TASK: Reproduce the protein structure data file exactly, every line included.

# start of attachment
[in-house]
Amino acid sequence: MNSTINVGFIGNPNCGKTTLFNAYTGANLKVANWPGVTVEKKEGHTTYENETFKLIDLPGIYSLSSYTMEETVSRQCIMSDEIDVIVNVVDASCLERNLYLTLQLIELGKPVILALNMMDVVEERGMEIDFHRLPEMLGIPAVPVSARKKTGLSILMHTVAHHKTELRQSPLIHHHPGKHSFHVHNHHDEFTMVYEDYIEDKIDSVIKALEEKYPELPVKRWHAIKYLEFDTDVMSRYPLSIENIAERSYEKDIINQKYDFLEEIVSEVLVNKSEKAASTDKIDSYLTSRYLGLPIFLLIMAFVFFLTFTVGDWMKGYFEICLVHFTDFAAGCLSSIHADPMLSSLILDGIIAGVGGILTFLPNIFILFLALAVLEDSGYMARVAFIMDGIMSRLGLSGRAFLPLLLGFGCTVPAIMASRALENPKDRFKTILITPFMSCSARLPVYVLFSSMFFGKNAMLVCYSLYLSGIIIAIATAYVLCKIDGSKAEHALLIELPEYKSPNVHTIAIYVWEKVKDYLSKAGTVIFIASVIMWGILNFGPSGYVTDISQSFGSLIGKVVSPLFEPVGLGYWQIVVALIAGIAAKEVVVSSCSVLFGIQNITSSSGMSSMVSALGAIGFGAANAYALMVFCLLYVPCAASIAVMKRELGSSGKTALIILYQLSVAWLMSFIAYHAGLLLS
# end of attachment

[in-house]
Amino acid sequence: MNSTINVGFIGNPNCGKTTLFNAYTGANLKVANWPGVTVEKKEGHTTYENETFKLIDLPGIYSLSSYTMEETVSRQCIMSDEIDVIVNVVDASCLERNLYLTLQLIELGKPVILALNMMDVVEERGMEIDFHRLPEMLGIPAVPVSARKKTGLSILMHTVAHHKTELRQSPLIHHHPGKHSFHVHNHHDEFTMVYEDYIEDKIDSVIKALEEKYPELPVKRWHAIKYLEFDTDVMSRYPLSIENIAERSYEKDIINQKYDFLEEIVSEVLVNKSEKAASTDKIDSYLTSRYLGLPIFLLIMAFVFFLTFTVGDWMKGYFEICLVHFTDFAAGCLSSIHADPMLSSLILDGIIAGVGGILTFLPNIFILFLALAVLEDSGYMARVAFIMDGIMSRLGLSGRAFLPLLLGFGCTVPAIMASRALENPKDRFKTILITPFMSCSARLPVYVLFSSMFFGKNAMLVCYSLYLSGIIIAIATAYVLCKIDGSKAEHALLIELPEYKSPNVHTIAIYVWEKVKDYLSKAGTVIFIASVIMWGILNFGPSGYVTDISQSFGSLIGKVVSPLFEPVGLGYWQIVVALIAGIAAKEVVVSSCSVLFGIQNITSSSGMSSMVSALGAIGFGAANAYALMVFCLLYVPCAASIAVMKRELGSSGKTALIILYQLSVAWLMSFIAYHAGLLLS